5. What are your thoughts on the diversity of roles that any given class can take? Should classes be more linear in their character choices, focusing on a specific role, or should they be more diverse, capable of taking a variety of roles based on choices made? I realize there is already a topic similar to this, but if I remember correctly, the topic is about a year old. So instead of bumping an old topic, I wanted to start anew and open the topic with some ideas of my own in regards to roles, classes, and party dynamics. The point of this topic is to throw around ideas for how classes should be built and what choices are available to players in terms of abilities, traits, and attributes to create builds. > Roles In Strategy RPG's I think by now, everyone can recognize four basic roles in strategy games. You have your Tanks, which act as the center of attention and absorb incoming damage for your allies, DPS, which inflict the highest damage over time to enemies, Mezzer, which control mobs with status effects (not necessarily mandatory), and Healer, which provides buffs and healing to the party members (mostly to the Tanks). These are the simple ideas behind each role, but they are not even what I see as important roles in a party. Honestly, a party make-up can be further simplified to just DPS and Healer, since the only requirements for a successful party build is a way to deal damage efficiently and a way to avoid damage efficiently. In essence, roles are defined by the threats in a game. If every conflict can be dealt with by simply beating someone up, you don't even need roles, really. Most of the time, classes are built to appeal to a role. In games which allow more lenience in builds, such as pen-and-paper tabletop games, a player determines their role by how they mix and match classes and character choices (traits, abilities, etc.). I think the simplest example that comes to mind is the Druid class in Pathfinder. There are two main builds for Druids; one centered around 'wild-shaping' and one centered around 'spell casting'. In Pathfinder, wild-shaping is simply a set of physical Ability Score modifications and bonus special rules. As such, the wild-shaping Druid must sacrifice their spell-casting potential for better physical attributes. On the other hand, if the Druid wished to be the spell casting variant, they would increase their spell casting attribute to increase the effects of their spells. In one hand, the Druid is a physical damage dealer and more tough than their spellcaster counterpart. In the other, the Druid has more supportive abilities, such as better healing and stronger control effects, than their wild-shaping counterpart. This illustrates an example of greater flexibility in roles as a certain class based on character choices (choosing to be more warrior-like or more spellcaster-like). I will speak later about how this appeals to my own ideas about party roles and parties. Now let's consider the Infinity Engine games and what roles are played in those games, or at least what I've perceived according to my experience. > Roles In IE Games Infinity Engine games typically split their classes between 'Mages, 'Priests', 'Warriors', and 'Rogues', but when it comes to the actual task of playing through the game, I've identified the following roles for (in my opinion) effective gameplay: The BSF: Also known as the Big Stupid Fighter and the Meat Shield. When it comes down to it, the BSF is the primary source of damage for your party. They have the most HP, the lowest AC (nothing is more terrifying than melee combat supremacy at -10 AC), and the highest melee damage. An archetypal Tanker is not expected to deal that much damage, medium at most, which is why the BSF is not your typical Tanker. They have the highest THAC0, the best weapons, and the highest Strength among your party members. In most cases, the party is simply supporting the BSF, such is the case of the Spellcaster. The BSF is typically a Fighter, Ranger, or Paladin. The Spellcaster: I think many people maintain the idea that the Mage and the Cleric are two different beasts with quite different roles. The Mages are the archetypal blasters, with spells like Magic Missile and Fireball. The Clerics are the archetypal healers and buffers. However, I put them together because, in my experience, they perform a similar role, and that is to support the BSF. The Spellcaster has two goals in a fight; keep the BSF going and make the BSF better at killing. Healing and summoning creatures as distractions are the best methods to keep the BSF going. Buffing and crowd control make the BSF better at killing. In regards to Blaster Casters (Mages with a plethora of direct-damage effects), I don't believe this is the best direction for a Mage, considering the limitations of the Vancian spell system used in IE games. As such, Mage spells with longer durations, including, but not limited to, summoning spells and crowd controls are actually more effective than direct damage. Not to mention the higher chance of team-killing with blast spells like Fireball and Cloudkill, the BSF has to clear out of the way in order to maximize the spell's effect (it's not worth it to damage the enemy if you also damage your allies) and some enemies are highly resistant to certain elemental damage. Therefore, I typically let wands and scrolls do the blasting for me. Why waste slots on blast spells when you can just use a wand? Regardless, most of the time, I let the Utilitarian do the ranged damage. The Spellcaster is typically a Mage, Cleric, or Druid. The Utilitarian: I recall in games having that one rogue to handle traps, lock-picking, conversations (depending on rule set), and scouting. Most of the time, this character had high Dexterity, making them great archers and the designated 'magic arrow hoarder' of the group. When the BSF wasn't hitting, usually the Utilitarian picked up the pace. The Utilitarian was also the primary initiator. They could usually one-shot the first enemy that came barrelling towards the group (although in most of my games, I gave everyone ranged weapons, something I also recommend). Other uses for the Utilitarian included picking off enemy spellcasters and archers (while the BSF busied himself with the melee baddies), using stealth to scout ahead (picking off anyone who strayed alone), and laying waste to enemies who were just too tough for the BSF (while I made my BSF play a game of 'cat and mouse' with the big scary monster). The Utilitarian is typically a Rogue, Bard, or Ranger. I think there are occasions where any of these roles shined and any of these roles utterly failed. Furthermore, I've discovered these roles through my personal experience of playing IE games. If you have different opinions about playstyles, I'd love to hear them, that's what this topic is for. In most games, my party build would consist of 2-3 BSF's, 2-3 Spellcasters, and one Utilitarian. So, assuming that the goal is to break from these roles, how can P:E give classes the choices to mix and match these roles or even create new roles? > Personal Ideas Concerning Roles When it comes to the relationship between classes and roles, I absolutely hate how stale builds can become. My favorite pasttime has been experimenting with builds to create quirky mechanics for a character. I remember one build in Pathfinder where I mixed a monk and dragon disciple for a 'glass cannon' character. She was essentially a normal monk that could turn into a dragon and inflict a high damage natural attack combo combined with her normal unarmed damage (never found rules saying that I couldn't use kung-fu as a dragon ;P). And I know for sure in D&D 3.5, there was an incredible diversity in builds. A huge variety of build options were provided with the introduction of new feats and new prestige classes in every book. Even though 3.5 characters spiraled out of control sometimes (templates, oh god the templates), they were also highly varied. I think one of my favorite games for creating builds is League Of Legends. I know it's nothing like an IE game (despite also being a strategy role-playing game), but I think there are still lessons to be learned from the system. First of all, it's possible for some of the quirkiest builds in the game to work effectively, regardless of who you play. Some characters synergized really well with certain items and certain team members. Best of all, some characters have lenient roles. For example, one character named Kayle is known for having the flexibility to be built like a DPS or built like a support. I'm not saying P:E should allow players to create quirky character builds that don't make any sense (ala D&D 3.5), but rather options should be provided to allow characters to fulfill a role in their class' "flavor", For example, if you wanted to play a fighter archer, they would be more focused around different types of archery attacks, where as a ranger archer would be focused around utilizing traps and their animal companion with their archery. Regardless, both would be effective as a ranged damage dealer in their own way. I think when designing their classes, Obsidian designers should consider how a particular class could be built and provide options for those builds. No, it's not possible to identify every little role, but it is possible to provide a diversity at the least. Not all paladins have to be divine melee fighters, why can't they inflict their smite with archery? Not all rogues have to be assassins, why can't they be tankers based on evading attacks? In reference to the IE roles discussed earlier, what if I could utilize a Rogue as a BSF? They wouldn't be the typical 'high armor, high melee damage' character, they would be a BSF in the Rogue-fashion, evading attacks and maybe inflicting sneak attack whenever they 'parry'. Or Mages as Utilitarians? If spells were more accessible or provided more utility, mages could fulfill this role as a secondary damage dealer and jack-of-all-trades. It's going to require careful game design, but I think a move towards 'more roles for any class' will provide an interesting experience for people whether they build for effectiveness or just build for fun. > TL;DR I think P:E should provide more roles (Tanker/DPS/Support) to each class, but those roles should be played different between each class. For example, a Rogue Tanker would be based around evasive maneuvers and sneak attacks 'procing' on successful parries.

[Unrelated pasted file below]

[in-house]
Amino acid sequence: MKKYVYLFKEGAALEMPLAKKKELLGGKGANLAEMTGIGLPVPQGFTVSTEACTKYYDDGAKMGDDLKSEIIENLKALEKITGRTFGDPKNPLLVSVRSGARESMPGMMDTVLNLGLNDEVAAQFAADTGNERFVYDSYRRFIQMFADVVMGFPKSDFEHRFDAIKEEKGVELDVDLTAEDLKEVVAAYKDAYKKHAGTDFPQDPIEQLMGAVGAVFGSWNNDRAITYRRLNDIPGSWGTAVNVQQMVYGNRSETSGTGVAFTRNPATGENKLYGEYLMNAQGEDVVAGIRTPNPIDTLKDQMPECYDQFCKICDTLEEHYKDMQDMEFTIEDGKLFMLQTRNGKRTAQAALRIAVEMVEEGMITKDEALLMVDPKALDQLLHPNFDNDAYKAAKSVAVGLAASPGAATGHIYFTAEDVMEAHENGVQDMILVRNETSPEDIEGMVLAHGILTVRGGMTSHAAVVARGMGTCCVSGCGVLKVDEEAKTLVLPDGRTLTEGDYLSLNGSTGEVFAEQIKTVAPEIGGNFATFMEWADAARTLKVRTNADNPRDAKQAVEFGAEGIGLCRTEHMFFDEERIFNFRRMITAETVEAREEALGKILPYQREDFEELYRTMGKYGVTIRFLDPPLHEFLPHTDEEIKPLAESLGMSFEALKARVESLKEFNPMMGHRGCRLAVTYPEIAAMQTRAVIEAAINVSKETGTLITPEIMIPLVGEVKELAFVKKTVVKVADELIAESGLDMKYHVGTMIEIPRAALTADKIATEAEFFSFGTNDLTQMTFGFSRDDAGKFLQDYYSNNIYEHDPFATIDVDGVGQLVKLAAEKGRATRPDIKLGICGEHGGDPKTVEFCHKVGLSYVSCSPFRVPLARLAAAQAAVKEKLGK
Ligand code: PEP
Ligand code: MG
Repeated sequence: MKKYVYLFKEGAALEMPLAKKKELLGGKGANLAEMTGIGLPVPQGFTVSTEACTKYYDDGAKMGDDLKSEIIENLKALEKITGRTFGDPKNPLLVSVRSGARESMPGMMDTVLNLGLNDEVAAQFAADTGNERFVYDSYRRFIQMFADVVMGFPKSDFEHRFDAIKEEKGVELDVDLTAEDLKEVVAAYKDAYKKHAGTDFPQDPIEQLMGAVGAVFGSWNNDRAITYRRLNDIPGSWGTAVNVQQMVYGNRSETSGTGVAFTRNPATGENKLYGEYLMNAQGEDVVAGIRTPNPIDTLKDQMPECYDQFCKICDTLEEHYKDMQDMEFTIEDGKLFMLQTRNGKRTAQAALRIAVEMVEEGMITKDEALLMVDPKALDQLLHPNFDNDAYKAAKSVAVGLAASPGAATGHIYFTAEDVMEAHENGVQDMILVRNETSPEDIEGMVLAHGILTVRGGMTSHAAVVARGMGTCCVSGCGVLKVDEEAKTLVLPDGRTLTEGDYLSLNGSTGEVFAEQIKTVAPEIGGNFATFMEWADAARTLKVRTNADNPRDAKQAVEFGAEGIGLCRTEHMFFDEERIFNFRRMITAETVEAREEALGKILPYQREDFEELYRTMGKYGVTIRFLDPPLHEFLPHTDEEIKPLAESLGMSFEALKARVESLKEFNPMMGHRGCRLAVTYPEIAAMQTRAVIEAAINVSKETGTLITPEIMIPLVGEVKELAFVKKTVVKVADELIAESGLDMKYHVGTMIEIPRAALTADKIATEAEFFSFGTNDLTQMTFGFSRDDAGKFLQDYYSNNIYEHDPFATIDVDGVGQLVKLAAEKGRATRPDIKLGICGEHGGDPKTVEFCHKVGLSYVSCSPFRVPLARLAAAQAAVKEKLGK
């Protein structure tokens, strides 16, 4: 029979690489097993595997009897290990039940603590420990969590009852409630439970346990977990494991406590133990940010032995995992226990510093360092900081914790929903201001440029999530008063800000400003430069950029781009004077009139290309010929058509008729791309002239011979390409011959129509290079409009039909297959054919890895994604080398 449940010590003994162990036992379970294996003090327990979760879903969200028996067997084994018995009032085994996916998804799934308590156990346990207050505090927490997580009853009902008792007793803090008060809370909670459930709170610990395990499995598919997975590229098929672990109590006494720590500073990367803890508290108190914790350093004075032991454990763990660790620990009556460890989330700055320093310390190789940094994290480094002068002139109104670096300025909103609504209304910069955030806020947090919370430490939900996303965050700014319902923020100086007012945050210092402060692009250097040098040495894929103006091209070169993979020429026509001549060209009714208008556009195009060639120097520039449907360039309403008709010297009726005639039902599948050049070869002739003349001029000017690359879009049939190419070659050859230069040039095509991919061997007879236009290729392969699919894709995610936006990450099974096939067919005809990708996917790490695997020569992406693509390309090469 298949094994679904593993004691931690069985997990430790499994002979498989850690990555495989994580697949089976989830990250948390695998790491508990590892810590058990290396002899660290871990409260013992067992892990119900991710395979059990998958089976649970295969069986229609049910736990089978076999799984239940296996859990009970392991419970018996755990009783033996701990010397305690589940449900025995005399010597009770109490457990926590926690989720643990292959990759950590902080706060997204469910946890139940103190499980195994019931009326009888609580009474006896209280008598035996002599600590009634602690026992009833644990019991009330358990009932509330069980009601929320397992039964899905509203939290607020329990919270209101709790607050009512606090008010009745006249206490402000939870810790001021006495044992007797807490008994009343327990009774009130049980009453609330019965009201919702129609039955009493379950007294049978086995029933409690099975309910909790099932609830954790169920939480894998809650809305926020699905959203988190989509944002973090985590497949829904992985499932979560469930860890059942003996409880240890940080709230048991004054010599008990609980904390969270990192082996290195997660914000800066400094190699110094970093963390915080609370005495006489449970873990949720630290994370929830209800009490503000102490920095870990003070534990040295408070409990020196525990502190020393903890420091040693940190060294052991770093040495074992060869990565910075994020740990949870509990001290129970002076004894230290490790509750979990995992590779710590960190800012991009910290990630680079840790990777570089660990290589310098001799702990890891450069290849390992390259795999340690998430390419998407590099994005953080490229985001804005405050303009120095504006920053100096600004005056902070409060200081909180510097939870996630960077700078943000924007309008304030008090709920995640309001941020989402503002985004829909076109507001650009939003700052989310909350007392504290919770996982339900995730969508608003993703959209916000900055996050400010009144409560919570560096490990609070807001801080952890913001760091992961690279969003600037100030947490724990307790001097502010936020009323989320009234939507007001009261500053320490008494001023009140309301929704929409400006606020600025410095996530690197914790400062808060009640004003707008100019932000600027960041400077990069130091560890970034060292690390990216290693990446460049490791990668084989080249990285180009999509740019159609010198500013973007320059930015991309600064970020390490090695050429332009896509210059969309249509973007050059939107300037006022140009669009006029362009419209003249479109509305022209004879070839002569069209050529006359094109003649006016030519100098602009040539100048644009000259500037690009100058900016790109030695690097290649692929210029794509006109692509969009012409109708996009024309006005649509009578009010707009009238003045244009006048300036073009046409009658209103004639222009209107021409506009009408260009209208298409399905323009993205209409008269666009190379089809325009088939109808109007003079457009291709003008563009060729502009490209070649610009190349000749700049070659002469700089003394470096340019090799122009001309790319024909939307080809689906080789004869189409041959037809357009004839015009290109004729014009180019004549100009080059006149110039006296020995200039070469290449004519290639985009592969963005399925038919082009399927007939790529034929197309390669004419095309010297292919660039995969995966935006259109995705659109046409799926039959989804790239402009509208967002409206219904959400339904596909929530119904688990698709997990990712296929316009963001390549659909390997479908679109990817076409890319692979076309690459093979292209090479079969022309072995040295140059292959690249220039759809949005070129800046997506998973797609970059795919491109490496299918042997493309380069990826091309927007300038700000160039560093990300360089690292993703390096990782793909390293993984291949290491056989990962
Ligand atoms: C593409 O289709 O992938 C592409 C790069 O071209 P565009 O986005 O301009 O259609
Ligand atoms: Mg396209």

6. There's a fair bit of discussion here about game balance and various subsystems, such as armor, weapons, dual-wielding etc. Josh Sawyer in particular has discussed the utility of skills a fair bit. Magic has been discussed a bit too. One thing that hasn't been done well in any cRPG I've played, though, is situational utility of combat skills (and equipment). I think it would be a great way to add variety to the gameplay and encourage creativity in character and party builds. By situational utility I mean making different types of combat skills be more or less effective in different situations, or against different opponents. I think this sort of thing would be relatively easy to model in a game system, and it would be pretty easy to have them contribute to the verisimilitude of the game as well. A few examples off the top of my head. Large weapons with lots of reach would work better against large creatures and beasts but be significantly hampered in confined spaces. Heavy armor gives a great deal of protection against damage but would take time to equip and would fatigue you more quickly, which means you would only be able to use it if you had time to prepare for combat, and you'd have to find a way to conserve or restore your stamina during combat if it dragged on. A character would need to be physically very strong and fit to be able to manage this, but would not need to be acrobatically nimble. On the other hand, dual-wielding two light weapons gives an advantage to feinting and parrying. This means it's more effective against human(oid)s, but less effective against beasts and suchlike. Dual-wielding requires higher dexterity, which means trading off something else, resulting in a particular type of fighter. His blows are light but precise, and his skills are honed for one-on-one duels with humans. Piercing weapons would be useless against unliving enemies, but perhaps more effective at getting through magical protection; firearms could be a more powerful version of the same, but with slow reload rates. You'd have a better chance against a battlemage with a gun and a rapier than with a longsword or a sling, but you'd be advised to bludgeon a skeleton or a golem into submission rather than trying to ineffectively poke holes into it. If the game system had these types of complexities, and a variety of combat challenges to match them, it would make party and character-building very interesting. One party could be a collection of specialists, with the one with the right skills taking point in each encounter and the others moving to support her; another could go for a set of well-rounded characters able to perform at their best in most situations, and would use that tactically to their advantage. Both would be viable strategies for victory, but would require very different tactics. Additionally, no build would be objectively better in all circumstances. Our nimble dual-wielding Scaramouche might be able to best heavily-armored Sir George of Joustalot in a duel, with a skilful stab in a vulnerable spot -- but Sir George would run a raging magic giant wild boar right through with his lance where Scaramouche's best bet for survival would be to climb a tree. N.b.: I'm not arguing for any of these mechanics specifically; rather, I would like to see a system of mechanics balanced out to function differently in different circumstances. I don't really care about the details. Thoughts?